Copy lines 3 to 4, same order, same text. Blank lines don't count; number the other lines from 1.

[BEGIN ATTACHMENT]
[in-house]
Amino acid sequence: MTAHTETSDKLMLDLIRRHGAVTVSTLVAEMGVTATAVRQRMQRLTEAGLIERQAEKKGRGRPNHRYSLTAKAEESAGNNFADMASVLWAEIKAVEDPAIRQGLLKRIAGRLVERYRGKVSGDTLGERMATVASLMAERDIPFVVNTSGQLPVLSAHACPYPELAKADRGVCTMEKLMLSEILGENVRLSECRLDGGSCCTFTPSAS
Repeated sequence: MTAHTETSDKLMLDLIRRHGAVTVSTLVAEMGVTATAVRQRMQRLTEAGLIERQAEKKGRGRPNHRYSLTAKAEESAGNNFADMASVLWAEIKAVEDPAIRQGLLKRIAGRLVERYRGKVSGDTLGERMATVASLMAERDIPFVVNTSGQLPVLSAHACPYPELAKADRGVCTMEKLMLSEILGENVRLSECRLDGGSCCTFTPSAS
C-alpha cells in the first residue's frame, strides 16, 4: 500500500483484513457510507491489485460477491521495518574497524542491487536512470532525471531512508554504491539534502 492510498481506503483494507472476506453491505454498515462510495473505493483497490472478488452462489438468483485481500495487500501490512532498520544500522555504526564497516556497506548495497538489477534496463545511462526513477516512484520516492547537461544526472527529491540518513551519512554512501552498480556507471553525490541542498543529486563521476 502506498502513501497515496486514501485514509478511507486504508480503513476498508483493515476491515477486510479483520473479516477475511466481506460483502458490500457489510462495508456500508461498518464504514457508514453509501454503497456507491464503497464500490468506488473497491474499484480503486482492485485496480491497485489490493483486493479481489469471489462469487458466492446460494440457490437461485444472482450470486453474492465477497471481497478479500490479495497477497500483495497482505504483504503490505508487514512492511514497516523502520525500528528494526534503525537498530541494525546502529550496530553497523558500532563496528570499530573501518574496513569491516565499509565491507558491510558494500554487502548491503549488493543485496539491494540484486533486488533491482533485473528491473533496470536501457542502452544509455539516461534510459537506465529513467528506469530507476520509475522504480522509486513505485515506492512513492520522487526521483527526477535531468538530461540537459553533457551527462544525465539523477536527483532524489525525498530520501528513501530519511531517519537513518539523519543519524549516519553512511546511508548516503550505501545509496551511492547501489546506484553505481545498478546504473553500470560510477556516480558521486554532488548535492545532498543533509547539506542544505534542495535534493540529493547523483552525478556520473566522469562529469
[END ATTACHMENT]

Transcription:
Repeated sequence: MTAHTETSDKLMLDLIRRHGAVTVSTLVAEMGVTATAVRQRMQRLTEAGLIERQAEKKGRGRPNHRYSLTAKAEESAGNNFADMASVLWAEIKAVEDPAIRQGLLKRIAGRLVERYRGKVSGDTLGERMATVASLMAERDIPFVVNTSGQLPVLSAHACPYPELAKADRGVCTMEKLMLSEILGENVRLSECRLDGGSCCTFTPSAS
C-alpha cells in the first residue's frame, strides 16, 4: 500500500483484513457510507491489485460477491521495518574497524542491487536512470532525471531512508554504491539534502 492510498481506503483494507472476506453491505454498515462510495473505493483497490472478488452462489438468483485481500495487500501490512532498520544500522555504526564497516556497506548495497538489477534496463545511462526513477516512484520516492547537461544526472527529491540518513551519512554512501552498480556507471553525490541542498543529486563521476 502506498502513501497515496486514501485514509478511507486504508480503513476498508483493515476491515477486510479483520473479516477475511466481506460483502458490500457489510462495508456500508461498518464504514457508514453509501454503497456507491464503497464500490468506488473497491474499484480503486482492485485496480491497485489490493483486493479481489469471489462469487458466492446460494440457490437461485444472482450470486453474492465477497471481497478479500490479495497477497500483495497482505504483504503490505508487514512492511514497516523502520525500528528494526534503525537498530541494525546502529550496530553497523558500532563496528570499530573501518574496513569491516565499509565491507558491510558494500554487502548491503549488493543485496539491494540484486533486488533491482533485473528491473533496470536501457542502452544509455539516461534510459537506465529513467528506469530507476520509475522504480522509486513505485515506492512513492520522487526521483527526477535531468538530461540537459553533457551527462544525465539523477536527483532524489525525498530520501528513501530519511531517519537513518539523519543519524549516519553512511546511508548516503550505501545509496551511492547501489546506484553505481545498478546504473553500470560510477556516480558521486554532488548535492545532498543533509547539506542544505534542495535534493540529493547523483552525478556520473566522469562529469